The first thing I noticed when I walked in was the smell. It was almost impossible to notice anything else until smiling, tiny faces began popping up from behind the crib railings. And then just as quickly as the smell of 13 dirty diapers that hadn’t been changed since 7 p.m. the night before had come, it seemed to vanish.The smell no longer mattered and was replaced with an immense feeling of love and overwhelming happiness. Over the next several months, as I volunteered in an orphanage in Quito, Ecuador, my love for those children grew. The longer I worked there, the more I began to notice that as new volunteers were introduced to the children, the reaction on both sides was always the same: abounding love. I began to wonder how those small children who the world had already been so cruel to, who knew the sting of abandonment & had nothing of their own (even the shoes on their feet would be given to a smaller child when they outgrew them) could possibly love so effortlessly. When I showed up to that orphanage, they did not care if my hair had been beautifully styled or if I was sporting another ponytail & going on day three of dry shampoo. It didn’t matter if I was in designer jeans or a pair from a thrift store. The amount of zeroes in my bank account was of no importance to them. When I walked through the door each morning, they saw me for exactly who I was: a person, just the same as them. They knew that I was a flawed human being without all of the answers and still they knew that as a child of God, I was deserving of kindness and love.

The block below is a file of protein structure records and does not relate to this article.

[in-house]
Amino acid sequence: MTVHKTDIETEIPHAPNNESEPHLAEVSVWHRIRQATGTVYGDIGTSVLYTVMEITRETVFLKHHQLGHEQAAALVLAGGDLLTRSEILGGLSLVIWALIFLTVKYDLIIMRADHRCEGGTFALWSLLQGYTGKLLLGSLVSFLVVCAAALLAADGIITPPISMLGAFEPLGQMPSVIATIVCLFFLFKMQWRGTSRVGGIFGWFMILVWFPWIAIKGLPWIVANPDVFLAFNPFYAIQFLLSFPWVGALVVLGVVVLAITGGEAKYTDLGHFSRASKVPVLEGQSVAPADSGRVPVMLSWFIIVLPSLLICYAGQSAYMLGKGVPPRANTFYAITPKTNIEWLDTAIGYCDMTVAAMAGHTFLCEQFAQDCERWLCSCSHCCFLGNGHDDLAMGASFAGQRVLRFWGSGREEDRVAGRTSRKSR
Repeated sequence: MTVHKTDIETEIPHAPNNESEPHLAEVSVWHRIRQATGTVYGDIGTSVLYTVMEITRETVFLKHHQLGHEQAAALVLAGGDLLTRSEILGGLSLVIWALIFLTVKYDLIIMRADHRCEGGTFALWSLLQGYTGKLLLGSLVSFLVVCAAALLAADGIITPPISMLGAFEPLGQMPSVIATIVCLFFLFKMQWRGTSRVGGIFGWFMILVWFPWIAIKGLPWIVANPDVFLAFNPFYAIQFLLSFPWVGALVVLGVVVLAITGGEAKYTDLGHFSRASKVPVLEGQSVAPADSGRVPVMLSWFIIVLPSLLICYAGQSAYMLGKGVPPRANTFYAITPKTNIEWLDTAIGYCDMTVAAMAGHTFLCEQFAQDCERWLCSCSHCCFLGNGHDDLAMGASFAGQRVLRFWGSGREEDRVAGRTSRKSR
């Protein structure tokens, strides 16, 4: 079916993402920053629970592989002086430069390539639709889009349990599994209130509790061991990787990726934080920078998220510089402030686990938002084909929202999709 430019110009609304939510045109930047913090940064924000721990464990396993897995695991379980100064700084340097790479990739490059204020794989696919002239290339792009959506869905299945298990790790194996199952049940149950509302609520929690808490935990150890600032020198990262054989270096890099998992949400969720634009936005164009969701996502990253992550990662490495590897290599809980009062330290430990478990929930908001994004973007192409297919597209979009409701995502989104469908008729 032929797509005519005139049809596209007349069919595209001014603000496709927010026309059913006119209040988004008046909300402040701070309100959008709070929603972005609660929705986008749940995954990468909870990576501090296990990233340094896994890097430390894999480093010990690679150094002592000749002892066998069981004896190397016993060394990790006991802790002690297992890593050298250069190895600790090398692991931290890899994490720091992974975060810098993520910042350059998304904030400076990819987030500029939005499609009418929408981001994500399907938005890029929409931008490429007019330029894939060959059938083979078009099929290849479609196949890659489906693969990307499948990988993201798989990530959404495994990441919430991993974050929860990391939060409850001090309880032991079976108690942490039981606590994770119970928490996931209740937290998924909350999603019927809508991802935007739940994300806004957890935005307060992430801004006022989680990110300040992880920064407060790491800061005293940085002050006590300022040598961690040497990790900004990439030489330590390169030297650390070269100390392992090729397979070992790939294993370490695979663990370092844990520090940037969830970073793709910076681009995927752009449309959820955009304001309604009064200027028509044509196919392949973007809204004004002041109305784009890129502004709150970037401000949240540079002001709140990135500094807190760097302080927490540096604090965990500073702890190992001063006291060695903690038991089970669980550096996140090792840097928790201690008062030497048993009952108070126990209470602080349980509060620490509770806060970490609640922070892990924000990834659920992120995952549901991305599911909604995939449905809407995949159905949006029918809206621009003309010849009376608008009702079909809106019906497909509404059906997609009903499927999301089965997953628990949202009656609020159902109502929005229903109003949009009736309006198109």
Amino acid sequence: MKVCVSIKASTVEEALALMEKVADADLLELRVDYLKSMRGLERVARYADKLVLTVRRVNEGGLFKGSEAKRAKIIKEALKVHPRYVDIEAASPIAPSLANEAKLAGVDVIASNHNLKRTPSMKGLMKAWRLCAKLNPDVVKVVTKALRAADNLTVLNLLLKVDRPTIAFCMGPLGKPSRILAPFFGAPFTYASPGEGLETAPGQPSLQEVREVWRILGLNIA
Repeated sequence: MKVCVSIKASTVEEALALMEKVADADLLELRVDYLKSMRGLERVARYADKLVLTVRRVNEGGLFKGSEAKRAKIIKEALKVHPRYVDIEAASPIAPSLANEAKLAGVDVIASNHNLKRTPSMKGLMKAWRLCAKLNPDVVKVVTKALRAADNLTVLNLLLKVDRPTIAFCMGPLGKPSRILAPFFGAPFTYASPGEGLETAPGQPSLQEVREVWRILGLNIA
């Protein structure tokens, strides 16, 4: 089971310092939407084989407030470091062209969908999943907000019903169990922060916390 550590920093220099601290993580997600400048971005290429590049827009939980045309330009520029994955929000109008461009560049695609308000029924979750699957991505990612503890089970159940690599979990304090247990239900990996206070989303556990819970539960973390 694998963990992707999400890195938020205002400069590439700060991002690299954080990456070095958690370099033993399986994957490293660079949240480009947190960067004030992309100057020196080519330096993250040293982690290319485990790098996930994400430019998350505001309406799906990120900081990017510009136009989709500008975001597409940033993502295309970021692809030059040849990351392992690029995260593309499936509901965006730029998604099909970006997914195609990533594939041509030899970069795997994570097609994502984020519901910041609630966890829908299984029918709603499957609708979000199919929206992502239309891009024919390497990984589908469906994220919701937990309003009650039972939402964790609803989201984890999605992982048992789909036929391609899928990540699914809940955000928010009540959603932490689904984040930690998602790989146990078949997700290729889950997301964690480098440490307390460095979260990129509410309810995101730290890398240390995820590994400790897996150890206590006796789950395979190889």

The love I learned about in that orphanage I have experienced in just a few other relationships. More often than not, we experience and extend love through the sentiment “I love you even though you…” This is a different kind of love, a love that seems to have strings attached where someone states their love for another person despite the fact that they ______ (and then fill in the blank). For example, you might fill in the blank when speaking to your friends and family members with a variety of endings: I love you even though you cheated on a test, were unkind to me, ignored my phone calls, have chosen to smoke, or decided to stop going to church. Sadly, the possibilities for ending that sentence seem to be somewhat endless. Isn’t it interesting how we can be expressing our love for someone and then tack on a caveat at the end? When we want to truly love someone, a friend or family member, I believe that pure love comes as we simply just choose to love them.